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Posted by on Nov 30, 2012 in Banking | 0 comments

Brazilian Banks Benefit from Nation’s Boom

Brazilian Banks Benefit from Nation’s Boom

Brazilian banks like PTG Pactual are reaping the rewards of Brazil’s economic boom. For a number of reasons, Brazilian banks are looking at a convergence of trends that make Brazil a solid, long term investment.


What is driving Brazil’s boom? Brazil is becoming a major energy producer. Offshore oil fields are only now starting to be exploited and will make Brazil a rival to OPEC for decades to come. Brazil has been selling ethanol from sugar cane, a more efficient source than corn and one whose usage does not cripple its beef production. Brazil is also enjoying a demographic surplus, a large and growing working age population while its birth rate drops toward developed nation rates. Brazil has almost two hundred million people, giving its businesses and banks a large domestic market. Brazil’s agricultural and mineral exports are trickling down into a population eager to increase its standard of living. Brazil’s economy reaps subtle benefits from its energy exports, since this fosters demand for its currency. Brazil’s inflation rate has hovered around 5% during the 2008 economic crisis until today, while developed nations flirt with deflation and some developing nations are seeing inflation spike. This makes Brazil economically stable in an area known for instability. Brazil may or may not have received some of the capital that has fled Venezuela under Hugo Chavez.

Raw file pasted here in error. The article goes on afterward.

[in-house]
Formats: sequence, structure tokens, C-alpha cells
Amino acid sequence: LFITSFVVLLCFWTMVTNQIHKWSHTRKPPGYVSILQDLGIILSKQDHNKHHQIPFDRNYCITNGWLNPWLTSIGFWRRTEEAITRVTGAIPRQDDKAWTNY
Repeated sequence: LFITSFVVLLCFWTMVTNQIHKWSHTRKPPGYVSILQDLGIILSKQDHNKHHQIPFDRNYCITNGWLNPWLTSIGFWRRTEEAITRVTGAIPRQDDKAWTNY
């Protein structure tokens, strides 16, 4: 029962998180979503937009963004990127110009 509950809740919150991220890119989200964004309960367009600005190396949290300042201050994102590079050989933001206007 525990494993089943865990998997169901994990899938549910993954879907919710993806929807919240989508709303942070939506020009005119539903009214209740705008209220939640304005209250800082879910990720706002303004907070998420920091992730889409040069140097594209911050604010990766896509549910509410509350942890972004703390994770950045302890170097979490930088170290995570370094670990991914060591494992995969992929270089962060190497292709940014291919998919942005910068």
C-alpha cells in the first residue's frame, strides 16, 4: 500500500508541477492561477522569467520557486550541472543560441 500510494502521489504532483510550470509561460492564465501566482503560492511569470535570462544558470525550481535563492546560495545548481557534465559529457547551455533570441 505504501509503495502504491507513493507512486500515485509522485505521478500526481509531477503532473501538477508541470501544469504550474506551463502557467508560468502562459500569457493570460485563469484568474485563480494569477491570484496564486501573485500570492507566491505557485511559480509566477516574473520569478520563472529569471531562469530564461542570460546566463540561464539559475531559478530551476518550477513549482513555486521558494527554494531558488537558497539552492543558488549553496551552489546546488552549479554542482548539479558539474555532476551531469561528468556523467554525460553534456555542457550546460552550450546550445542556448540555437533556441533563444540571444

How have these trends benefited Brazil? 

Brazil’s economy is maturing from an export based commodity economy to an industrial power house. This is driven in part by the industrial boom to support the oil and ethanol industry and partially by the demand for locally produced goods for an increasingly prosperous population. Brazil’s banks offer microcredit to many people to foster purchases on credit. They profit from millions of new customers coming into the banking system while Brazil’s low inflation rate eliminates the risk of high inflation erasing the profit margins.

Brazil’s markets are maturing. Brazil has seen the number of IPOs grow. Its economic stability and growing market have provided the financial capital for Brazilian companies and banks to raise capital without relying on American or European investors.

Brazil’s energy boom and food exports have given it strong, global connections. Brazilian banks now have connections to financial centers like New York, London and Hong Kong. Brazilian banks have now grown to the point of being institutional investors. For example, a group of investors poured $1.8 billion dollars into BTG Pactual. This is in addition to its 23.1 billion in assets.

South American trade treaties have made it easier for Brazilian banks to invest in surrounding nations like Peru and Columbia. Brazilian banks have been able to invest in other Latin American nations, helping them grow while preventing its export boom from increasing the inflation rate.

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